Boeing raised its 20-year industry forecast for passenger and freight plane deliveries by 4 percent on Tuesday, though executives at the world’s biggest airshow in Paris expect demand this year to cool from recent red-hot levels.
The U.S. planemaker continued to rack up orders at the Paris Airshow for a new model of its best-selling 737 aircraft, which was launched on Monday amid a flurry of deals.
Leasing firm Aviation Capital Group (ACG), for example, said it had placed an order for 20 of the new 737 MAX 10 jets, worth a total of $2.5 billion at list prices.
“It is getting a big endorsement from airlines and that is leading to more lessors endorsing it too,” Ihssane Mounir, Boeing vice president for sales and marketing, told reporters.
But analysts expect demand at the June 19-25 event in Paris to fall short of recent years, and some aviation companies have cut back on staff and hospitality at the show.
Over the longer term, though, Boeing sees an industry in rude health, forecasting 41,030 plane deliveries worth more than $6 trillion over the next two decades, up from 39,620 in a similar projection a year ago.
Boeing’s projection includes a 5 percent increase in the 20-year forecast for deliveries of single-aisle aircraft such as the Boeing 737 and Airbus A320 families, the cash cows of the world’s two largest aircraft manufacturers.
Boeing now expects 29,530 deliveries in the medium-haul single-aisle category, which is popular with low-cost airlines.
Aircraft leasing company Avolon announced a provisional deal on Tuesday to buy 75 Boeing 737 MAX 8s worth $8.4 billion at list prices and said it would have a “hard look” at possible orders for the MAX 10.
Airbus, meanwhile, agreed a provisional $5 billion deal with low-cost carrier Viva Air Peru for 50 A320 jets, confirming a Reuters report.
Air travel has been on a sharp uptrend, led by emerging economies as China looks set to replace North America as the world’s biggest transport market in the coming years.
But China’s economic expansion is slowing, even though it remains above 6 percent a year. Boeing trimmed its 20-year forecast for average global traffic growth to 4.7 percent from 4.8 percent.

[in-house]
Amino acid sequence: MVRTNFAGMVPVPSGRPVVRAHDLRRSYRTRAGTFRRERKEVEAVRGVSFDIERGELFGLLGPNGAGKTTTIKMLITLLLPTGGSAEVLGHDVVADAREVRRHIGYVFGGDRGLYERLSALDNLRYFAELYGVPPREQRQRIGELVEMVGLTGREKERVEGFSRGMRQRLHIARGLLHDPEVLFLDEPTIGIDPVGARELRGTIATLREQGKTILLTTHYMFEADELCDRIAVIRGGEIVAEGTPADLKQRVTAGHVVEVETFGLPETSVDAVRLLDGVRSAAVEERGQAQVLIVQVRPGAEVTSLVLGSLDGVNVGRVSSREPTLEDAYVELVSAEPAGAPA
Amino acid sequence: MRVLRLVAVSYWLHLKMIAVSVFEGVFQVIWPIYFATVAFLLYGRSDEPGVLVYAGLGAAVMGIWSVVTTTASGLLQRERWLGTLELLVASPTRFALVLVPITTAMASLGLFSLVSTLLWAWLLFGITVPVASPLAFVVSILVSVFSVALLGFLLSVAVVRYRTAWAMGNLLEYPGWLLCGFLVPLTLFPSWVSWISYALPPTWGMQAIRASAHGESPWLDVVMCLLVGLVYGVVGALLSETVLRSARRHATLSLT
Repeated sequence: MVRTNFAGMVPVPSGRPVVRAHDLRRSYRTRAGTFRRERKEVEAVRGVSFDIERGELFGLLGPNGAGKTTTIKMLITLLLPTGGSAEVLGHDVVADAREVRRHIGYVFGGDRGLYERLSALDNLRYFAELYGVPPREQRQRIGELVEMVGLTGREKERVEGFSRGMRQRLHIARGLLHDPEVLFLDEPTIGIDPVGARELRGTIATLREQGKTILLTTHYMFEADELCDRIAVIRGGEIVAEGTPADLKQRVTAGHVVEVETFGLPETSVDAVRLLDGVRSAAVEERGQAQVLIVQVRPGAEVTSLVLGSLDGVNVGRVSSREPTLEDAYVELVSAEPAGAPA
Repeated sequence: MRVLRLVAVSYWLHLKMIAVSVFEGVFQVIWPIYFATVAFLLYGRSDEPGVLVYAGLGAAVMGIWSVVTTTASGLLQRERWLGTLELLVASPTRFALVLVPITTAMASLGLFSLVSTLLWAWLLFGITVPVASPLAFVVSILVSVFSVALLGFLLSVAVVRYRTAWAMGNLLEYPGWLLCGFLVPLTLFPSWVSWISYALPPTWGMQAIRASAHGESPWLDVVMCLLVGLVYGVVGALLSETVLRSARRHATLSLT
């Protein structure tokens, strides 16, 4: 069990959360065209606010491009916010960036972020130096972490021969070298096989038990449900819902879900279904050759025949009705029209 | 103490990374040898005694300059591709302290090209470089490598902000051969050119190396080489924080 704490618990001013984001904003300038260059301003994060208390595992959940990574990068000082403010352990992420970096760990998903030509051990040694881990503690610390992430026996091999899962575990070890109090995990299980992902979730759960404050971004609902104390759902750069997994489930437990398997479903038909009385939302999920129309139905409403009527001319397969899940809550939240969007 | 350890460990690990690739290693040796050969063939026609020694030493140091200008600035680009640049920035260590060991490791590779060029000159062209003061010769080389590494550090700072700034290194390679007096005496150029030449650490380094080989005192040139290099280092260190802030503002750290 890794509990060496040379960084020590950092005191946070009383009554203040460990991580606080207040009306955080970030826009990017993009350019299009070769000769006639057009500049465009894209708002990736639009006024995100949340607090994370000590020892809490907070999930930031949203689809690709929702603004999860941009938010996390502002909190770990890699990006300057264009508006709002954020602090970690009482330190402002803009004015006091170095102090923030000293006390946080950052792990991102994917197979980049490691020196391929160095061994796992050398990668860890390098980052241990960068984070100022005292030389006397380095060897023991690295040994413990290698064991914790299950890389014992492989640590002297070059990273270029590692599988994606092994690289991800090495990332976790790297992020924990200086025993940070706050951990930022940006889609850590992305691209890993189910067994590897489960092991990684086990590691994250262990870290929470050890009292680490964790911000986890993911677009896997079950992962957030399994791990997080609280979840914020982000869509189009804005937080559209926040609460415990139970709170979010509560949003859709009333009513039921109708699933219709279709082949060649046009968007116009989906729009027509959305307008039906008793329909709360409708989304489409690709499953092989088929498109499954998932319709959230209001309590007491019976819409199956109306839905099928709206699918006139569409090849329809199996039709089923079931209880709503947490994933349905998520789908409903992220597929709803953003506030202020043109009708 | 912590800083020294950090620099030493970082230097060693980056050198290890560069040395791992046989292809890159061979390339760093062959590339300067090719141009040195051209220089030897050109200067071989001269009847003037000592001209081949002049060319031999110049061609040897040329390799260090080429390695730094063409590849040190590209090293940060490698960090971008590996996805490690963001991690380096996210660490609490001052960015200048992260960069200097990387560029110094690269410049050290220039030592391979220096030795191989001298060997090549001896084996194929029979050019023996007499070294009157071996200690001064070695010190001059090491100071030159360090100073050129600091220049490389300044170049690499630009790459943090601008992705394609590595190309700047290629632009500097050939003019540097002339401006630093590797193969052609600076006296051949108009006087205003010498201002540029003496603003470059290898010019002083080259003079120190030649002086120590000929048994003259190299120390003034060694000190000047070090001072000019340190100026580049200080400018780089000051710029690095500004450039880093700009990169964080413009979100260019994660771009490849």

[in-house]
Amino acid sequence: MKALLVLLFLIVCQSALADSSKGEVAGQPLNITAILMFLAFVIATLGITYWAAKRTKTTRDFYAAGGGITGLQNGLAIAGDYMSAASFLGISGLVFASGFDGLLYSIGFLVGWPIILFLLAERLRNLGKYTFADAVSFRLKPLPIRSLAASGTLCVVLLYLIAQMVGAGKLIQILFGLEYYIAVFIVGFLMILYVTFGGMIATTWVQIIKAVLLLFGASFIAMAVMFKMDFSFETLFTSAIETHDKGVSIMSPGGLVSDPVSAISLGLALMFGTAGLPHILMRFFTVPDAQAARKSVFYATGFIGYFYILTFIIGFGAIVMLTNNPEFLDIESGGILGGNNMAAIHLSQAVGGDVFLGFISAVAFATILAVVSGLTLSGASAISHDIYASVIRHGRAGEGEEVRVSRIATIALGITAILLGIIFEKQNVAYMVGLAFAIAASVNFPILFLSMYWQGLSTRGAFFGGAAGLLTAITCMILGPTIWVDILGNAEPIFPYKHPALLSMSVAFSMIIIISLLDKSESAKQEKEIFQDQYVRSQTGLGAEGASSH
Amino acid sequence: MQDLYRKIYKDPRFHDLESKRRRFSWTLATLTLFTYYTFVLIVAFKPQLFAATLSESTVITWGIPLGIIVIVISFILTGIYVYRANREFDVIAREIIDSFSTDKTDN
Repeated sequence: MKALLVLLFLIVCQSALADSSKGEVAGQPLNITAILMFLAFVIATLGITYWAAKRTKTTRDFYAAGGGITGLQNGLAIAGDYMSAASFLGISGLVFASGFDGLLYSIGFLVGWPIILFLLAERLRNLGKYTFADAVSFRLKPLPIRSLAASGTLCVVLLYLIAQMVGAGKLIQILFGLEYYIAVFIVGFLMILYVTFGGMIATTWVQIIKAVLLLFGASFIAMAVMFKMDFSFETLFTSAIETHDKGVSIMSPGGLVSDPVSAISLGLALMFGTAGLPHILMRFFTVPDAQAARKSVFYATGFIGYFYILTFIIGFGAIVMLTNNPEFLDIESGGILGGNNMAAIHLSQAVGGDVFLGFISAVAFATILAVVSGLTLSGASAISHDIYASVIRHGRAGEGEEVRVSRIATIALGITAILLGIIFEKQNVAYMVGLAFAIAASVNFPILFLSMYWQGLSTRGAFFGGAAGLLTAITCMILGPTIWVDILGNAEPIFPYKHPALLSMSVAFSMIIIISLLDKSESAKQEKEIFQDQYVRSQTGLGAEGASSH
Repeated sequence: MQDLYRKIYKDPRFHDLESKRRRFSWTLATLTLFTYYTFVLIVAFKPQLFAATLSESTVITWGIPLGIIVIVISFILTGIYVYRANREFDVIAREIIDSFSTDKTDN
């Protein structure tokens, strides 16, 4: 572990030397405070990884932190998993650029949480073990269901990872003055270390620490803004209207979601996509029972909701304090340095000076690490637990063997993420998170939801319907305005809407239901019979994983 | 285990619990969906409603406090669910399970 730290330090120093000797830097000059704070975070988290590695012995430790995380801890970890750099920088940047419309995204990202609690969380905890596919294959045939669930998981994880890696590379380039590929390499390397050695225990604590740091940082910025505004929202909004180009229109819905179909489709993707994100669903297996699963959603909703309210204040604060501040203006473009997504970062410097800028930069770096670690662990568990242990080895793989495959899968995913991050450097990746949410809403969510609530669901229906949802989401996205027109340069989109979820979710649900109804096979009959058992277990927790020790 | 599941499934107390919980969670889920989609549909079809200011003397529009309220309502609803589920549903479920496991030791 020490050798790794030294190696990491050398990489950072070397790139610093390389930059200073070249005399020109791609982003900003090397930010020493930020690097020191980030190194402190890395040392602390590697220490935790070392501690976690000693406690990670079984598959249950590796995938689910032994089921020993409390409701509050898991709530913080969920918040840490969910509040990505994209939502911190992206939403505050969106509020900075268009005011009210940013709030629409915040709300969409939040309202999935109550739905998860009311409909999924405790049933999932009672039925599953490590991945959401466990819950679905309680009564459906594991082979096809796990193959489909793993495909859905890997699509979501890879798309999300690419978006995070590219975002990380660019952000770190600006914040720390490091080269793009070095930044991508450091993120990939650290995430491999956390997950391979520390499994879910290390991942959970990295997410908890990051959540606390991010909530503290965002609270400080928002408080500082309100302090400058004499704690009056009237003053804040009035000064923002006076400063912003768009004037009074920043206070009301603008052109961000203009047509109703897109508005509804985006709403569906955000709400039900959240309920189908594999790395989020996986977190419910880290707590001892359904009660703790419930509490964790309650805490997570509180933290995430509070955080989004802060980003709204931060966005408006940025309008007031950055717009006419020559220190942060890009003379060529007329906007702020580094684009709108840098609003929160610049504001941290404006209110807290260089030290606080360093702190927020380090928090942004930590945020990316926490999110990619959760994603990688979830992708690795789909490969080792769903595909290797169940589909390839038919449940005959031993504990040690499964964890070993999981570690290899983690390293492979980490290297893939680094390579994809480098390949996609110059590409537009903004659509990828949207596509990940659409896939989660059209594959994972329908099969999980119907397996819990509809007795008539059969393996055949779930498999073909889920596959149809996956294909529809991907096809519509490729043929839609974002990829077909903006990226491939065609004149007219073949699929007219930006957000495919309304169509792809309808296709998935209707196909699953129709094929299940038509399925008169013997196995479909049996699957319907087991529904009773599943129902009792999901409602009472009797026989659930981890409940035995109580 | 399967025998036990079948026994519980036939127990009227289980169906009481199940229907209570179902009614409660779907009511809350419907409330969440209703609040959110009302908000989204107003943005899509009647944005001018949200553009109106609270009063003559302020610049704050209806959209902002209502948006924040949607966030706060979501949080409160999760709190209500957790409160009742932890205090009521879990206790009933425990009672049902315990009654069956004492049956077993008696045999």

Airbus took a similar step with its 20-year forecast released earlier this month, though it raised its projection for total deliveries by 6 percent from last year to 34,899 aircraft.
Boeing’s overall tally is higher partly because it counts aircraft with 90 seats or more, whereas Airbus starts at 100.
With demand for new jets cooling, planemakers are seeing greater opportunities in aviation services.
Boeing forecast that market could be worth $8.5 trillion over 20 years, growing at an average 4 percent a year. Airbus launched a digital services platform on Tuesday, which it said could crunch data to help airlines improve maintenance, reduce fuel burn and optimize routes.
BIGGER NOT BETTER?
In a symbolic change likely to rankle with its European rival, Boeing ditched its forecast for very large four-engined airplanes such as the Airbus A380 and its 747-8. For the first time, it lumped these models with large two-engined jets such as the Boeing 777 and the largest Airbus A350.
Boeing has long argued that the “very large” category is on its way out as airlines switch to smaller twinjets. Both manufacturers have had to cut output of four-engined jumbos.
“Frankly, we look at the demand for really big airplanes and we find it hard to believe that Airbus will be able to deliver the rest of their A380s in backlog,” Boeing Marketing Vice-President Randy Tinseth said in a briefing.
Airbus insists the double-decker A380 has a future due to airport congestion and predicts 5 percent of aircraft delivered over the next 20 years will be very large people carriers or freighters, even though it lowered its forecast.
“They would do that, the 747-8 isn’t selling,” Airbus sales chief John Leahy said of Boeing’s decision to ditch its separate forecast for the biggest planes. “We have no intention of sharing that market with them, albeit a smaller market than we might have thought.”
“Traffic is doubling,” he said. “(Boeing’s) explanation is we’ll fly more flights. I’m sorry, but you can’t do it. You have to have bigger aircraft.”
Boeing predicted demand for 920 cargo planes, down 1 percent from its previous forecast. Much air cargo nowadays goes in the belly of wide-body passenger planes rather than freighters.